WASHINGTON, D.C. – Agamroop Kaur of San Ramon, CA, has been named the Barrie Fiske National Youth Advocate of the Year by the Campaign for Tobacco-Free Kids. Agamroop will be honored on May 5, 2022, for her leadership in the fight against tobacco at the Tobacco-Free Kids’ annual Youth Advocates of the Year Awards celebration in Washington D.C.
Now, a senior at Dougherty Valley High School, Agamroop Kaur’s advocacy work began in middle school when she noticed that every bathroom smelled like a candy store and many of her classmates were already hooked on Juul e-cigarettes. She made it her mission to educate her peers about the dangers of vaping and to stop the tobacco industry from targeting her generation. She has also authored op-eds and produced a documentary on the youth e-cigarette epidemic – titled “BIG Tobacco BIGGER Epidemic” – that won a prize in C-SPAN’s student documentary contest. Agamroop also worked on successful campaigns in five California cities and Contra Costa County to end the sale of flavored e-cigarettes and other tobacco products, expand smoke-free policies and limit tobacco retailers in youth centered areas.
“We are thrilled to honor Agamroop Kaur as the Barry Fiske National Youth Advocate of the Year,” said Matthew L. Myers, President of the Campaign for Tobacco-Free Kids. “Seeing first-hand the impact of tobacco use, Agamroop has become a passionate advocate for the health of her peers and community. She exemplifies the qualities of a new generation of leaders who are standing up to the tobacco industry and fighting with us for a healthier and more equitable future.”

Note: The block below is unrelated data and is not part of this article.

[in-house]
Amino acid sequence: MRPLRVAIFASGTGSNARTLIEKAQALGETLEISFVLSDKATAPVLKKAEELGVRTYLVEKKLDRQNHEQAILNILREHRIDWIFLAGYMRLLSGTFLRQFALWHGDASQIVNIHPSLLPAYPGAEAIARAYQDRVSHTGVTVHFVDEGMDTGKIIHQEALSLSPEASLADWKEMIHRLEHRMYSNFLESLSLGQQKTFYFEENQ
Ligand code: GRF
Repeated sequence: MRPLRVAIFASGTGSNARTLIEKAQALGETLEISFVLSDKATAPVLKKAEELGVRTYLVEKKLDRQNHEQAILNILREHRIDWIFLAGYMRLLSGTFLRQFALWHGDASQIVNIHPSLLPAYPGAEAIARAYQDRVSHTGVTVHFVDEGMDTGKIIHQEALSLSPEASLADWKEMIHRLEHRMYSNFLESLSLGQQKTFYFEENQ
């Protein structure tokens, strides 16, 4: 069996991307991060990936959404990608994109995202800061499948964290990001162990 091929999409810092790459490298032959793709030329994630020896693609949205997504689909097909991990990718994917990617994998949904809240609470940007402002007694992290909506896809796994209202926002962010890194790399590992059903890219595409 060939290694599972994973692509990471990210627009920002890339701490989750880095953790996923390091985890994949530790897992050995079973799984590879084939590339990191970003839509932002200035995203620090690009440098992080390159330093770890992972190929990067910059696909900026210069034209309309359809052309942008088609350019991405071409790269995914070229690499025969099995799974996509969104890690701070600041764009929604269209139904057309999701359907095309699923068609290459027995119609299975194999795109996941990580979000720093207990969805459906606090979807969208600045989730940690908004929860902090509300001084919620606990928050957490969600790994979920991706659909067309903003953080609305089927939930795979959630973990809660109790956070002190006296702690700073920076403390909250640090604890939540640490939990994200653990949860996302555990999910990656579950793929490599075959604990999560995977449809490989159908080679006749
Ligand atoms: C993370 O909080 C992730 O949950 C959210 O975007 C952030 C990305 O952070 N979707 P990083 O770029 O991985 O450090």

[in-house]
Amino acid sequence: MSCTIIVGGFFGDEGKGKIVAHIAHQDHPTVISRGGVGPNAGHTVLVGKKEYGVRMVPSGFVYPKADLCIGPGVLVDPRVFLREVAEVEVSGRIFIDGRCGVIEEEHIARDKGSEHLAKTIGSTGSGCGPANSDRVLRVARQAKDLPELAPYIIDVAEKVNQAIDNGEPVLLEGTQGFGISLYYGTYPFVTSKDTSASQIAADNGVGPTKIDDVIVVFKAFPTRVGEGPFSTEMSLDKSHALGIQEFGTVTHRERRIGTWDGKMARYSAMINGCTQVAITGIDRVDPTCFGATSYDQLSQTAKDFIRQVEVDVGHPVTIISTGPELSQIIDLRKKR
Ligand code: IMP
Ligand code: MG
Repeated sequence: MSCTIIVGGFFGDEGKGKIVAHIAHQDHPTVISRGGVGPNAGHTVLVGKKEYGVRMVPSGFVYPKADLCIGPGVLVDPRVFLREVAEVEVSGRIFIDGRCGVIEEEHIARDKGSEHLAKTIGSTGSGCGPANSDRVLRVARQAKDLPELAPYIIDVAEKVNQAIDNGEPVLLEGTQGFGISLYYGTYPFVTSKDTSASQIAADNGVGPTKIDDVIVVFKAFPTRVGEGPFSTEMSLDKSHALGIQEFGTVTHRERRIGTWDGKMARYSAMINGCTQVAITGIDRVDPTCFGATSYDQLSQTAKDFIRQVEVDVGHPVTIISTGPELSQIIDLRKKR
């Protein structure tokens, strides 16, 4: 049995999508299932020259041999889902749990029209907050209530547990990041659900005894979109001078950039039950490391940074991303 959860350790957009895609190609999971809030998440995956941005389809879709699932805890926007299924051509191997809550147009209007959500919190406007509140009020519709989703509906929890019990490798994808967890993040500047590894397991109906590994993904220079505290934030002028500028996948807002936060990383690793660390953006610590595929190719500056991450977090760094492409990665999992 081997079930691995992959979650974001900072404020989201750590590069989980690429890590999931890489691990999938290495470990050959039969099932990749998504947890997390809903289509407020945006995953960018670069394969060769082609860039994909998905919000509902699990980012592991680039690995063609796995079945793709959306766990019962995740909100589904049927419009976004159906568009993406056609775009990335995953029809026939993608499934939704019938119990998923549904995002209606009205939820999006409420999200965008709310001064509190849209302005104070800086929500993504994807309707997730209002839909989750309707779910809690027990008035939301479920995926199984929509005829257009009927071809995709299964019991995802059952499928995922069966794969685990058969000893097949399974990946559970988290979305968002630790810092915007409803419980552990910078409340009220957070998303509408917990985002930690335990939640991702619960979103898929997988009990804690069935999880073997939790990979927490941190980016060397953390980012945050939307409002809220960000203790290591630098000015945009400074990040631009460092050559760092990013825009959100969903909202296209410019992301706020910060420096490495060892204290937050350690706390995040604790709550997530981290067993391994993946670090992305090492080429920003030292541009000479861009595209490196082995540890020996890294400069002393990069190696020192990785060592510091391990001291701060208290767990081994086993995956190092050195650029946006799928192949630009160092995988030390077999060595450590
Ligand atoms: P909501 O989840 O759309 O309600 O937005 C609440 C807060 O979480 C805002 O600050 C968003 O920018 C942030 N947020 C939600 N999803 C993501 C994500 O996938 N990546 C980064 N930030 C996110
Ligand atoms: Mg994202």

The National Youth Advocate of the Year Award is named after Barrie Fiske, a tireless champion for the right to breathe smoke-free air and a longtime member of the Campaign for Tobacco-Free Kids Board of Directors, who passed away in 2019.
Every year, the Campaign for Tobacco-Free Kids honors a National Youth Advocate of the Year, four Individual Youth Advocates of the Year and a Group Youth Advocate of the Year. The winners receive scholarships to continue their tobacco prevention efforts and serve as youth ambassadors for the Campaign for Tobacco-Free Kids
“I am an ambitious high school student, venturing through the world with an open mind,” Agamroop wrote on her LinkedIn page. “With my passion for policy, research, human biology and behavior, I seek to expand the realm of public health with innovative solutions.”
Last year, she served for four months as a Policy and Media Intern for the Contra Costa Health Services Tobacco Prevention Project and has been a Teen Research Advisor for the UNC Hussman School of Journalism and Media since February 2021. Agamroop is also a Stanford University Research and Policy Intern serving as a Youth Action Board member of Stanford’s REACH Lab where she’s working to build and review curriculum reaching 2 million youth.
Tobacco use is the No. 1 cause of preventable death in the United States, killing over 480,000 Americans and costing the nation $226 billion in annual smoking health care costs.
In California, tobacco use claims 40,000 lives annually and costs $13.29 billion in health care bills each year. Currently, 1.2% (24,400) of California high school students smoke cigarettes, and 8.2% use e-cigarettes.
Additional information about the youth award winners can be found at tfk.org/awards and more resources and information about tobacco can be found at www.tobaccofreekids.org